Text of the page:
The Paducah Board of Commissioners issued a statement on Wednesday condemning racial hatred and violence in the wake of events in Charlottesville, Virginia.
The statement says “hate and bigotry have no place in Paducah” and vows to protect the rights of citizens no matter the skin color.
While the statement acknowledges strong emotions from local residents, and nods to recent statements by Senate Majority Leader Mitch McConnell, it doesn’t specifically mention the online petition that now has more than 1,100 signatures calling for the removal of the Confederate General Lloyd Tilghman statue and the renaming of the high school named after his wife.
It also doesn’t mention the counter online petition calling to keep the statue in place.
Both petitions have a stated goal of delivery to Mayor Brandi Harless.
The statement calls for unity and says the city will be “proactive to do the uncomfortable work of having honest dialogue about our own history, biases, and challenges.”
The Charlottesville rally was to protest the removal of a statue of Confederate General Robert E. Lee. The incident has sparked conversations and actions over similar statues and monuments across the nation.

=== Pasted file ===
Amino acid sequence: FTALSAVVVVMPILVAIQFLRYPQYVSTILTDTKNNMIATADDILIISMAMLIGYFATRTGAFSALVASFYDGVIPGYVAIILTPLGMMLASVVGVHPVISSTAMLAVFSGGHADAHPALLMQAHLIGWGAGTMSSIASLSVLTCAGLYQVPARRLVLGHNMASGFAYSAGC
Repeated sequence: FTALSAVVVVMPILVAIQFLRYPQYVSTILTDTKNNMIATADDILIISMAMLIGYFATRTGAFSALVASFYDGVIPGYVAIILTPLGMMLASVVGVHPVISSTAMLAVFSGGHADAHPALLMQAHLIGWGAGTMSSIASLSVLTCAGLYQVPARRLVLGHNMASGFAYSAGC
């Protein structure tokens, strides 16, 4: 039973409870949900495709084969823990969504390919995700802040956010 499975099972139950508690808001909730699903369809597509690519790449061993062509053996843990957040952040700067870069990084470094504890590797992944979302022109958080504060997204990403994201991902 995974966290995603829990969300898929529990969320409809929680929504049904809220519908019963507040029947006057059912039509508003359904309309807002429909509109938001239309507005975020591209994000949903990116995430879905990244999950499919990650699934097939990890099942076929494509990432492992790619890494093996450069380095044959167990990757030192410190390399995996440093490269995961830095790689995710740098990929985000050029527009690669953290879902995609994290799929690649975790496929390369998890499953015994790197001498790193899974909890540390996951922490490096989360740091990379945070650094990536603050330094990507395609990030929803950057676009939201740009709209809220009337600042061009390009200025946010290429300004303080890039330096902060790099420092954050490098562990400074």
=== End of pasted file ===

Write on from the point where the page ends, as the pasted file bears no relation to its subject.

The recent events in Charlottesville, Virginia, have left people across the country - and in our own city - heartbroken, angry, and fearful.
The Paducah City Commission stands against racial hatred and violence in all its forms. Hate and bigotry have no place in Paducah, and we owe a sacred duty to protect the rights of every citizen, no matter the color of their skin.
We want to add our voices to our elected representatives at every level including our own United States Senator Mitch McConnell.
Our belief is that the strongest nation is a unified nation, and that democracy works best when we are united.
In Paducah, we will be proactive and do the uncomfortable work of having honest dialogue about our own history, biases, and challenges.